Monasteries and monasticism in Late Medieval Dorset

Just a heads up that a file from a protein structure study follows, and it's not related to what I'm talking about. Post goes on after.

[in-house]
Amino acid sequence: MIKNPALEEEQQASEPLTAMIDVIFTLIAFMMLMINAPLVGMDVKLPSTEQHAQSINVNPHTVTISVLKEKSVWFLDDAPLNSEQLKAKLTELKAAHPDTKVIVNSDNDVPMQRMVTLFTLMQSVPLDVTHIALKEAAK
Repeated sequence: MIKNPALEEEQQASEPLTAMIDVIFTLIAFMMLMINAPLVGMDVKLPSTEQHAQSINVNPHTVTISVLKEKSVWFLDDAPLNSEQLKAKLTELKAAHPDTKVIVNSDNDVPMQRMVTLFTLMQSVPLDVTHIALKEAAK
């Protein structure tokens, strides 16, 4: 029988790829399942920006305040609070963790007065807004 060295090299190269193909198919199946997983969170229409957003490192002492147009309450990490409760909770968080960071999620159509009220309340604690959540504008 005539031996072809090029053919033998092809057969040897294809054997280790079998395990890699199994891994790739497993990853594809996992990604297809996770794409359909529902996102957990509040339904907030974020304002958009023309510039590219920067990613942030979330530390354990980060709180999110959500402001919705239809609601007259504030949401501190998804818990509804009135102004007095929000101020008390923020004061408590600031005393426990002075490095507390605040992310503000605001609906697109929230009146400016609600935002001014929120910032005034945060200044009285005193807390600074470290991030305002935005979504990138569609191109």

On Friday 19 April at his viva David Cousins successfully defended his thesis on ‘The Monasteries and Monasticism in Late Medieval Dorset’ and was awarded his PhD subject to minor changes capable of being completed in a month. His supervisors were Prof Michael Hicks and Dr John Hare, and his examiners were Prof Janet Burton and Dr Ellie Woodacre. Dorset was an exceptional country, with five Benedictine abbeys dating from the Anglo-Saxon era – Abbotsbury, Cerne, Milton, Shaftesbury and Sherborne – and hardly any later foundations. Although all are poorly documented, David was able to advance historical understanding by using royal and episcopal sources to illuminate the demography of the monks and nuns, the ecclesiastical patronage of the monasteries, and their economies, especially sheep-flock management. The next step is to publish his results. David was a forensic scientist with a PhD in chemistry who turned to history on retirement and took our MA in Regional and Local History and Archaeology before starting his PhD.

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